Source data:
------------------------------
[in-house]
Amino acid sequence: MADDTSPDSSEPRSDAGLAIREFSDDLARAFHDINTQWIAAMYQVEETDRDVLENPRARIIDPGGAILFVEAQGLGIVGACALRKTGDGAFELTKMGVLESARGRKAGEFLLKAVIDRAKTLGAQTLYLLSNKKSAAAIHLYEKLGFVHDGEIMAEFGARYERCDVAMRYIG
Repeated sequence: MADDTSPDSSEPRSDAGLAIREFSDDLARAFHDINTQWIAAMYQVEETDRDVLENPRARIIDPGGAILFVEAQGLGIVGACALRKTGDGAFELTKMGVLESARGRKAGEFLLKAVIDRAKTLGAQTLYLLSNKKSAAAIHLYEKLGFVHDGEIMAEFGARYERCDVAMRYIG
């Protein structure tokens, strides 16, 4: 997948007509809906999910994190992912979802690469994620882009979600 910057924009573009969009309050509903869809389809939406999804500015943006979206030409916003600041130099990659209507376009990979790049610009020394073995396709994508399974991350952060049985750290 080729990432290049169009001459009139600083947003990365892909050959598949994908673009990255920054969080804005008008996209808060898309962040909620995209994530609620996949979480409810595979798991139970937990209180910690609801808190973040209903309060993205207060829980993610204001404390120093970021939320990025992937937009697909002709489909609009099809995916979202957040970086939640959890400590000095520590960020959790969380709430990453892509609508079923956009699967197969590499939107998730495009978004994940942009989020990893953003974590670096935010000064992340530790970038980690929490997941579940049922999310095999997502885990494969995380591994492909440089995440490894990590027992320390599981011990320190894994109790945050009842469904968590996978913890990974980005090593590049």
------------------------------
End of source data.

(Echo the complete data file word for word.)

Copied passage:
[in-house]
Amino acid sequence: MADDTSPDSSEPRSDAGLAIREFSDDLARAFHDINTQWIAAMYQVEETDRDVLENPRARIIDPGGAILFVEAQGLGIVGACALRKTGDGAFELTKMGVLESARGRKAGEFLLKAVIDRAKTLGAQTLYLLSNKKSAAAIHLYEKLGFVHDGEIMAEFGARYERCDVAMRYIG
Repeated sequence: MADDTSPDSSEPRSDAGLAIREFSDDLARAFHDINTQWIAAMYQVEETDRDVLENPRARIIDPGGAILFVEAQGLGIVGACALRKTGDGAFELTKMGVLESARGRKAGEFLLKAVIDRAKTLGAQTLYLLSNKKSAAAIHLYEKLGFVHDGEIMAEFGARYERCDVAMRYIG
């Protein structure tokens, strides 16, 4: 997948007509809906999910994190992912979802690469994620882009979600 910057924009573009969009309050509903869809389809939406999804500015943006979206030409916003600041130099990659209507376009990979790049610009020394073995396709994508399974991350952060049985750290 080729990432290049169009001459009139600083947003990365892909050959598949994908673009990255920054969080804005008008996209808060898309962040909620995209994530609620996949979480409810595979798991139970937990209180910690609801808190973040209903309060993205207060829980993610204001404390120093970021939320990025992937937009697909002709489909609009099809995916979202957040970086939640959890400590000095520590960020959790969380709430990453892509609508079923956009699967197969590499939107998730495009978004994940942009989020990893953003974590670096935010000064992340530790970038980690929490997941579940049922999310095999997502885990494969995380591994492909440089995440490894990590027992320390599981011990320190894994109790945050009842469904968590996978913890990974980005090593590049």